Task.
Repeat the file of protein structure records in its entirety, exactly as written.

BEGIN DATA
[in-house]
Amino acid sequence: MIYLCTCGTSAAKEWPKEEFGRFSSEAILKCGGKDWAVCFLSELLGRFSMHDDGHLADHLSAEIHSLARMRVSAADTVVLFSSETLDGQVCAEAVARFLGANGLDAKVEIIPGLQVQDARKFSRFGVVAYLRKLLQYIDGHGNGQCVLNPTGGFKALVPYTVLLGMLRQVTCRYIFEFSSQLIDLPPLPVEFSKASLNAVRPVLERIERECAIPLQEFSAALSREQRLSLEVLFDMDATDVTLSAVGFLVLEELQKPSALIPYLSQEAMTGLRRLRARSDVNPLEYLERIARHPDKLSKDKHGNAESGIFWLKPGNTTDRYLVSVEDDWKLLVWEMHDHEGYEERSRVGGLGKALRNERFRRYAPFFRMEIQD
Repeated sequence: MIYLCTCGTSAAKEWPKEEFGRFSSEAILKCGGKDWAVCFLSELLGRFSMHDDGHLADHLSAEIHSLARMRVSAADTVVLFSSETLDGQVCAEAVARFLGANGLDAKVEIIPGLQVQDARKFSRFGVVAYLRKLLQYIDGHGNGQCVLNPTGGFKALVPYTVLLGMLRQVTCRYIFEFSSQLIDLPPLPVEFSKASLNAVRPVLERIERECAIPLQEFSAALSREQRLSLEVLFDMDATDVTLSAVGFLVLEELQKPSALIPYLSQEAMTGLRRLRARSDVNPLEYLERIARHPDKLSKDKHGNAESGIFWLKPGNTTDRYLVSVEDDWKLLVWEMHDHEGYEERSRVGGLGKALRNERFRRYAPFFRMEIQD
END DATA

[in-house]
Amino acid sequence: MIYLCTCGTSAAKEWPKEEFGRFSSEAILKCGGKDWAVCFLSELLGRFSMHDDGHLADHLSAEIHSLARMRVSAADTVVLFSSETLDGQVCAEAVARFLGANGLDAKVEIIPGLQVQDARKFSRFGVVAYLRKLLQYIDGHGNGQCVLNPTGGFKALVPYTVLLGMLRQVTCRYIFEFSSQLIDLPPLPVEFSKASLNAVRPVLERIERECAIPLQEFSAALSREQRLSLEVLFDMDATDVTLSAVGFLVLEELQKPSALIPYLSQEAMTGLRRLRARSDVNPLEYLERIARHPDKLSKDKHGNAESGIFWLKPGNTTDRYLVSVEDDWKLLVWEMHDHEGYEERSRVGGLGKALRNERFRRYAPFFRMEIQD
Repeated sequence: MIYLCTCGTSAAKEWPKEEFGRFSSEAILKCGGKDWAVCFLSELLGRFSMHDDGHLADHLSAEIHSLARMRVSAADTVVLFSSETLDGQVCAEAVARFLGANGLDAKVEIIPGLQVQDARKFSRFGVVAYLRKLLQYIDGHGNGQCVLNPTGGFKALVPYTVLLGMLRQVTCRYIFEFSSQLIDLPPLPVEFSKASLNAVRPVLERIERECAIPLQEFSAALSREQRLSLEVLFDMDATDVTLSAVGFLVLEELQKPSALIPYLSQEAMTGLRRLRARSDVNPLEYLERIARHPDKLSKDKHGNAESGIFWLKPGNTTDRYLVSVEDDWKLLVWEMHDHEGYEERSRVGGLGKALRNERFRRYAPFFRMEIQD